Book Review: And now let me sleep – By P. K. Balakrishnan

The epic of Mahabharata leaves so many questions unanswered. Therefore any work that puts the story of Mahabharata in perspective draws special attention. This type of literature plays significant role in the way we understand, interpret and appreciate the epic in better manner. The epic in its original form is so huge, wide and deep that it is often difficult to construe it in a single go.
The present book, “And now let me sleep” takes out the two most crucial and most emotive characters of the epic and puts their stories into a unique perspective. The story of the novel revolves around the anguish, confusions, dilemmas and evolution of the characters in the post war phase. The fact that story is based in the post war backdrop, makes it even more interesting and important.

The main strand of the story emanates from the agony of Draupadi for Karna. Yudhishthir, having known that Karna was his own brother, is in irrecoverable pain and guilt. He loathes himself for having killed his own elder brother. In this sorrow he decides to leave everything and go for penances. His detachment, over the sorrow for the death of Karna, is unthinkable for Draupadi. She is still seething in the rage over her insult by Karna when she was unrobed in front of the entire assembly. Through the counsels of various characters that Yudhishthir seeks, author sends out a profound message of insignificance of human existence. The Dialogues between Krishna and Draupadi are also very significant in shaping the understanding of the epic. Krishna tells her, “Draupadi, you have seen the face of karna in the assembly in the most cursed moment of deterioration. You have seen a wicked man laughing in intoxication at the sight of a renowned princess being unrobed in the assembly. What you saw that day was real, but you must understand that it was only a single drop in the entire ocean of a man’s existence.”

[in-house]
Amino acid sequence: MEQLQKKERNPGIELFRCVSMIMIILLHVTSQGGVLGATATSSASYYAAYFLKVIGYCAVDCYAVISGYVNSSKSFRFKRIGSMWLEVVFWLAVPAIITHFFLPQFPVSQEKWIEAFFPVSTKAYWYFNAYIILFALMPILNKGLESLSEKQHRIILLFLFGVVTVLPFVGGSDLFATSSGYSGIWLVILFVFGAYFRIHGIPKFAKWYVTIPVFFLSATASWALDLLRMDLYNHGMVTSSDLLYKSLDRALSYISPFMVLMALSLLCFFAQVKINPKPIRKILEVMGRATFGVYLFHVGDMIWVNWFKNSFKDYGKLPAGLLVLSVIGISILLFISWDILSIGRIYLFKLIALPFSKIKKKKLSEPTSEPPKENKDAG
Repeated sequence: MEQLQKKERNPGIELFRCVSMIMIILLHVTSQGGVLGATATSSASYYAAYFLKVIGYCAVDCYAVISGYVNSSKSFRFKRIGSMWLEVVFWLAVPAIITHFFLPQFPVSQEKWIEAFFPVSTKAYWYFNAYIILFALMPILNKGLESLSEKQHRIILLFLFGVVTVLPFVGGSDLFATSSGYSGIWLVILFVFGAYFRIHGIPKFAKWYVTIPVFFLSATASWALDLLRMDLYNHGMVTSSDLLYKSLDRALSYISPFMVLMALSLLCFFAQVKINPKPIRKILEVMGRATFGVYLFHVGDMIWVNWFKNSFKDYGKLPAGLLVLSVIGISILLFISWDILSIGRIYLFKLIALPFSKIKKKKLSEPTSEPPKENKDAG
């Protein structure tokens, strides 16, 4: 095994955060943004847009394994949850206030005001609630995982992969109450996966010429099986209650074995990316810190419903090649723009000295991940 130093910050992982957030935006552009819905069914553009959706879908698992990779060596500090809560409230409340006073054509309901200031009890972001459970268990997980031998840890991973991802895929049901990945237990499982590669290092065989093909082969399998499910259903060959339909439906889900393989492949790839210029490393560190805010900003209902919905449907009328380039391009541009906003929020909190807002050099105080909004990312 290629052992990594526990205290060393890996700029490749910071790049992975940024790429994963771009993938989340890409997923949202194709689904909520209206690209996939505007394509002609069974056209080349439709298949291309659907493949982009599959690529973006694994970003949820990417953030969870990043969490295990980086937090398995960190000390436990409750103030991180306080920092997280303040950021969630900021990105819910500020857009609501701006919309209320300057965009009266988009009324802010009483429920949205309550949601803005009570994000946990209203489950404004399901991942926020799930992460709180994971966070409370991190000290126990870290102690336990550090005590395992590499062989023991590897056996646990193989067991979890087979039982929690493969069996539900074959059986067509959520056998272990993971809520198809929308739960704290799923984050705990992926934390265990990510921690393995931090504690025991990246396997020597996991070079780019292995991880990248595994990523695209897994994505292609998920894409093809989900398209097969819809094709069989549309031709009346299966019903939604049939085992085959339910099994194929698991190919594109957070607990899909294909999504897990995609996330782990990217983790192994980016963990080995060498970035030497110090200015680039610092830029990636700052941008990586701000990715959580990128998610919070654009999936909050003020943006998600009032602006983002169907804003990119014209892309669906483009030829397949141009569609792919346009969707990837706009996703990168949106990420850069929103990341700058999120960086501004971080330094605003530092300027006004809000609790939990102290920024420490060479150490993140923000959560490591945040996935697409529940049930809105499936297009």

This is the first time when conception of Karna starts changing in mind of Draupadi.
Slowly as the story moves Draupadi compares her grief to the grieves of other characters, Gandhari, Kunti, widowers of warriors and Karna. She realizes that her life closely resembles the life of Kunti. Another profound realization that occurs to Draupadi was that due to love for the Pandavas, various characters have often transgressed the moral limits in their conducts in Mahabharata. For example, Bhishma, Krishna and Kunti all asked Karna to fight from Pandavas’ side. She further resonates her mind that all of them were observing the duty of their love towards Pandavas, in dissuading Karna, however Karna did not have anyone to advocate his interests, he was not loved, and he was unfortunate. When she saw this in the light of the fact that the lives of his husbands is in fact the alms from Karna her view for Karna changes.
The most touching moment comes in the novel when in the end, Draupadi too, like Kunti craves that both Arjuna, and Karna remain alive, in her dream Draupadi when seeing Arjuna, shooting an arrow at Karna, she shouts, “Arjuna don’t do that, don’t do that.” 

— Dhruv Joshi 
    A voracious reader, aspiring unbridled author and a occasional blogger here


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